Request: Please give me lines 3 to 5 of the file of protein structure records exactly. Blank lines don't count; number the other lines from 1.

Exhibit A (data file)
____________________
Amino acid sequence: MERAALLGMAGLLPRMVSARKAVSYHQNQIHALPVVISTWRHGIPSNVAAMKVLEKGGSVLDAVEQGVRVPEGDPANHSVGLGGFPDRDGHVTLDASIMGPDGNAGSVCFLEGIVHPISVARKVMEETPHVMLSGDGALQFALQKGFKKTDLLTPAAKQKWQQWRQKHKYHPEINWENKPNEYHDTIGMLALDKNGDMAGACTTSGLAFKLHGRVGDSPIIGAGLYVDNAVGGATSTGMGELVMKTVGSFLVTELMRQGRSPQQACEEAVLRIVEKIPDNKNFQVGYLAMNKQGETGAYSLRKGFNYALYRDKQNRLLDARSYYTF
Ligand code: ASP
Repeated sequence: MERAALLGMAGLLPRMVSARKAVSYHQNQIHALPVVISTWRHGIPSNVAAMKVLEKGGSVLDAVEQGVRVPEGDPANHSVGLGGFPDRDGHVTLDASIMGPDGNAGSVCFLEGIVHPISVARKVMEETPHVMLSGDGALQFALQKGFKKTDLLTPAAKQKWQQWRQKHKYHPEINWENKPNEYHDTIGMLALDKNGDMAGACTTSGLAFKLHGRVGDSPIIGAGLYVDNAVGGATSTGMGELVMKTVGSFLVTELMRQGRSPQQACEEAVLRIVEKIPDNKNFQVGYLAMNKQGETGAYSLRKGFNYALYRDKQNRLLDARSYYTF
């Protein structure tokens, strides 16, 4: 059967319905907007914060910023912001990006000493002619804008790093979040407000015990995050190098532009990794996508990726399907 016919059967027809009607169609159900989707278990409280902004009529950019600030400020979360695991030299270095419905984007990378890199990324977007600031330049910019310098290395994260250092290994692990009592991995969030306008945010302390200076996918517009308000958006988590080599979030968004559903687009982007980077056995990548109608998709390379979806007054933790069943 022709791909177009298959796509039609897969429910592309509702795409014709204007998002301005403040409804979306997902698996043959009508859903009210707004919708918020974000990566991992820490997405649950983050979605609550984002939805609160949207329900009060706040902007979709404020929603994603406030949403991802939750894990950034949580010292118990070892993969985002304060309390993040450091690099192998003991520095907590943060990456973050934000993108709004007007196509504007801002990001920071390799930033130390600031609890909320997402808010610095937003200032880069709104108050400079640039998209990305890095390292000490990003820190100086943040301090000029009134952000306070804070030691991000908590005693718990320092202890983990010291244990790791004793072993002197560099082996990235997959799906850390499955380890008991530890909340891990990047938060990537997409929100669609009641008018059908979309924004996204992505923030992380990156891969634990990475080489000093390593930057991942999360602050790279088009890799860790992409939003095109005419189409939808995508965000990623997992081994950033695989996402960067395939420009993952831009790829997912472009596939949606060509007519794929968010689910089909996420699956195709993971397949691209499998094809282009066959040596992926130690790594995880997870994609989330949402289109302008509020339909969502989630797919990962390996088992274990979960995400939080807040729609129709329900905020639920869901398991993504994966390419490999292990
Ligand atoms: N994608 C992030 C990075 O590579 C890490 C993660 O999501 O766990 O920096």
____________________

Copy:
Repeated sequence: MERAALLGMAGLLPRMVSARKAVSYHQNQIHALPVVISTWRHGIPSNVAAMKVLEKGGSVLDAVEQGVRVPEGDPANHSVGLGGFPDRDGHVTLDASIMGPDGNAGSVCFLEGIVHPISVARKVMEETPHVMLSGDGALQFALQKGFKKTDLLTPAAKQKWQQWRQKHKYHPEINWENKPNEYHDTIGMLALDKNGDMAGACTTSGLAFKLHGRVGDSPIIGAGLYVDNAVGGATSTGMGELVMKTVGSFLVTELMRQGRSPQQACEEAVLRIVEKIPDNKNFQVGYLAMNKQGETGAYSLRKGFNYALYRDKQNRLLDARSYYTF
């Protein structure tokens, strides 16, 4: 059967319905907007914060910023912001990006000493002619804008790093979040407000015990995050190098532009990794996508990726399907 016919059967027809009607169609159900989707278990409280902004009529950019600030400020979360695991030299270095419905984007990378890199990324977007600031330049910019310098290395994260250092290994692990009592991995969030306008945010302390200076996918517009308000958006988590080599979030968004559903687009982007980077056995990548109608998709390379979806007054933790069943 022709791909177009298959796509039609897969429910592309509702795409014709204007998002301005403040409804979306997902698996043959009508859903009210707004919708918020974000990566991992820490997405649950983050979605609550984002939805609160949207329900009060706040902007979709404020929603994603406030949403991802939750894990950034949580010292118990070892993969985002304060309390993040450091690099192998003991520095907590943060990456973050934000993108709004007007196509504007801002990001920071390799930033130390600031609890909320997402808010610095937003200032880069709104108050400079640039998209990305890095390292000490990003820190100086943040301090000029009134952000306070804070030691991000908590005693718990320092202890983990010291244990790791004793072993002197560099082996990235997959799906850390499955380890008991530890909340891990990047938060990537997409929100669609009641008018059908979309924004996204992505923030992380990156891969634990990475080489000093390593930057991942999360602050790279088009890799860790992409939003095109005419189409939808995508965000990623997992081994950033695989996402960067395939420009993952831009790829997912472009596939949606060509007519794929968010689910089909996420699956195709993971397949691209499998094809282009066959040596992926130690790594995880997870994609989330949402289109302008509020339909969502989630797919990962390996088992274990979960995400939080807040729609129709329900905020639920869901398991993504994966390419490999292990
Ligand atoms: N994608 C992030 C990075 O590579 C890490 C993660 O999501 O766990 O920096």